Miliband’s U-turn on Clarke

The Labour leader has distanced himself from his call for the Justice Secretary to be sacked.

Ed Miliband has distanced himself from his call for Kenneth Clarke to be sacked over his comments on rape. Writing in the Independent, the leader of the opposition argues:

The slide from grace of Ken Clarke has caused some glum faces amongst those who believe in a better penal. People who share my belief in prison reform as part of a policy to cut crime are worried as they see him being edged towards the cabinet room exit door.

They are wrong.

The necessary reforms to our justice system will never be carried out successfully by a government, and by those like Ken Clarke and David Cameron, who are so woefully out of touch with the real world.

The tone of the piece is curious. It gives the impression that Miliband no longer thinks Clarke should be sacked. The column is a defence of Miliband's comments, rather than a reiteration of them. Miliband had 600 words to call for Clarke's sacking and failed to do so.

This is a U-turn, particularly when compared to what Miliband said in the Commons on Wednesday. Here's Hansard:

When the Prime Minister leaves the Chamber, he should go and look at the comments of the Justice Secretary – and let me just say to him very clearly: the Justice Secretary should not be in his post at the end of today. That is the first thing the Prime Minister should do. The second thing he should do is to drop this policy, because this policy, which they are defending, is the idea that if you plead guilty to rape you get your sentence halved. [Emphasis added]

Miliband was emphatic in the Commons. Yet two days later – and with Clarke looking safe in his position – the Labour leader has changed his tune. As I pointed out yesterday, Miliband cannot call for the heads of ministers willy-nilly without beginning to look like the boy who cried "wolf". No wonder he's trying to distance himself from the comment.

Calling for Clarke to go was bad politics because it was a call that was likely to go unheeded, particularly when Labour and the Conservatives have broadly similar policies with regard to sentencing in general. But rather than attempt to build a case for progressive and effective penal policy in the UK, Miliband took the opportunity to attack from the right – something he said he would not do.

Speaking at the Labour party conference in October, Miliband declared: "When Ken Clarke says we need to look at short sentences in prison because of high reoffending rates, I'm not going to say he's soft on crime." It looks like things have changed.

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Jeremy Corbyn will stay on the Labour leadership ballot paper, judge rules

Labour donor Michael Foster had challenged the decision at the High Court.

The High Court has ruled that Jeremy Corbyn should be allowed to automatically run again for Labour leader after the decision of the party's National Executive Committee was challenged.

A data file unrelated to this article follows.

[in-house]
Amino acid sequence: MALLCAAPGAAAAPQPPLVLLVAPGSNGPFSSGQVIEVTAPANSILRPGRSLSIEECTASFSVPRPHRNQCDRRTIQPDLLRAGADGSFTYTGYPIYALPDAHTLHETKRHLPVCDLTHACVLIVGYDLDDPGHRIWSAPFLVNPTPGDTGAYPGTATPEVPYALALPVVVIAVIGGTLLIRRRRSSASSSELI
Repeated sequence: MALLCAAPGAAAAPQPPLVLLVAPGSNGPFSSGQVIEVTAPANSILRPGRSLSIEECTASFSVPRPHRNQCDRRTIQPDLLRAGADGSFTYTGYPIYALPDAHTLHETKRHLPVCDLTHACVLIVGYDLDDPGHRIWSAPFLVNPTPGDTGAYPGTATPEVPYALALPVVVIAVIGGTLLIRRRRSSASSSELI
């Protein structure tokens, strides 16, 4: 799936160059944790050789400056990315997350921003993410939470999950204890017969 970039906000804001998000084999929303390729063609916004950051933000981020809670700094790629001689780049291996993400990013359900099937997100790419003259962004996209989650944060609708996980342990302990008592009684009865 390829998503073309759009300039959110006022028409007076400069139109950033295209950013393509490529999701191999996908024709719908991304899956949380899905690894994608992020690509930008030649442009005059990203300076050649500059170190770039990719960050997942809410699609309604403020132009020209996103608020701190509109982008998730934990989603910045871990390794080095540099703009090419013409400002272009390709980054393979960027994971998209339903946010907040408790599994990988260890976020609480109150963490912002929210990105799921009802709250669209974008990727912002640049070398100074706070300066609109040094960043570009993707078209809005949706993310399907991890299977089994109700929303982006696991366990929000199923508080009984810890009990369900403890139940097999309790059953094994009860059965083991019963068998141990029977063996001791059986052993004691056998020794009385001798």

Corbyn declared it a "waste of time" and an attempt to overturn the right of Labour members to choose their leader.

The decision ends the hope of some anti-Corbyn Labour members that he could be excluded from the contest altogether.

The legal challenge had been brought by Michael Foster, a Labour donor and former parliamentary candidate, who maintained he was simply seeking the views of experts.

But when the experts spoke, it was in Corbyn's favour. 

The ruling said: "Accordingly, the Judge accepted that the decision of the NEC was correct and that Mr Corbyn was entitled to be a candidate in the forthcoming election without the need for nominations."

This judgement was "wholly unaffected by political considerations", it added. 

Corbyn said: "I welcome the decision by the High Court to respect the democracy of the Labour Party.

"This has been a waste of time and resources when our party should be focused on holding the government to account.

"There should have been no question of the right of half a million Labour party members to choose their own leader being overturned. If anything, the aim should be to expand the number of voters in this election. I hope all candidates and supporters will reject any attempt to prolong this process, and that we can now proceed with the election in a comradely and respectful manner."

Iain McNicol, general secretary of the Labour Party, said: “We are delighted that the Court has upheld the authority and decision of the National Executive Committee of the Labour Party. 

“We will continue with the leadership election as agreed by the NEC."

If Corbyn had been excluded, he would have had to seek the nomination of 51 MPs, which would have been difficult since just 40 voted against the no confidence motion in him. He would therefore have been effectively excluded from running. 

Owen Smith, the candidate backed by rebel MPs, told the BBC earlier he believed Corbyn should stay on the ballot paper. 

He said after the judgement: “I’m pleased the court has done the right thing and ruled that Jeremy should be on the ballot. This now puts to bed any questions about the process, so we can get on with discussing the issues that really matter."

The news was greeted with celebration by Corbyn supporters.